She hated my Mom, for taking her son away. When I came along, she hated me for being the deal breaker. Since my Dad never had a relationship with his father, she knew he’d never leave my Mom alone to raise their kids.

    For some reason, she liked my sister, but always hated me. That is some hurty stuff. She’s been dead for almost twenty years, and it still fucking hurts.

    Until the last few years, I have always had a problem with older ladies. Then one day, I realized, it wasn’t them, it was me. Working with the public as long as I have, you’d have thought I’d have put that one together a long time ago.

    You are a strong woman Becky. I’m proud of you.

  • You ARE enough.

  • Laura says:

    Oh, I’ve sooo been there. Here, that is. Am still here, still wondering when and if I’m going to figure out how to care more about what people who love me say than what people I wouldn’t use to shine my shoes think of me.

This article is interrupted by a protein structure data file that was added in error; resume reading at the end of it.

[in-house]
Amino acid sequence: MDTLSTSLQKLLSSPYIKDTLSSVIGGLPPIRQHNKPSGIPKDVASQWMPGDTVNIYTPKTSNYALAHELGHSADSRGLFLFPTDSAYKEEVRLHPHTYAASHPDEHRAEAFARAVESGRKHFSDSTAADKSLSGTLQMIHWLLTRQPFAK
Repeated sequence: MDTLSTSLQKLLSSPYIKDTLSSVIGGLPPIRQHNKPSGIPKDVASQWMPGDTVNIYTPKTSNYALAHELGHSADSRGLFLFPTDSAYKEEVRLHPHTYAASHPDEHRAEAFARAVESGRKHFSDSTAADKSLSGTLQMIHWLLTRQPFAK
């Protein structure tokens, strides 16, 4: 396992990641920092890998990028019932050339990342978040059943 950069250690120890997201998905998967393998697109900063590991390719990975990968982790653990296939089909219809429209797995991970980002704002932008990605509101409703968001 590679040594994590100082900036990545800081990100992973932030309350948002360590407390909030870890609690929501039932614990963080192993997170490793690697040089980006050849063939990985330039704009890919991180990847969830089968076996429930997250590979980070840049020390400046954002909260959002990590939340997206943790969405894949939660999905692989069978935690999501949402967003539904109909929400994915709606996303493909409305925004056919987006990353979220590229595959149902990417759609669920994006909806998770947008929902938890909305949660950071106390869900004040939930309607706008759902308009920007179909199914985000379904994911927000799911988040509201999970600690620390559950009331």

Aunt Becky, you are made of the AWESOME! I want to bake you cookies and knit you fuzzy red sweaters. Though to be honest, while the cookies would rock, the damn sweaters would be crap since I can’t knit to save my life.

  • Beth
    Twitter: star_momma
    says:

    My dad was the alcoholic in my family. The last contact I had with him was when I was sixteen and he called on my birthday and ended up yelling at me for god only knows what. I didn’t speak to him again. He died in 2005, and the saddest part, really, is that he’d destroyed things so utterly that I could only feel sad for what *might* have been and not for what was.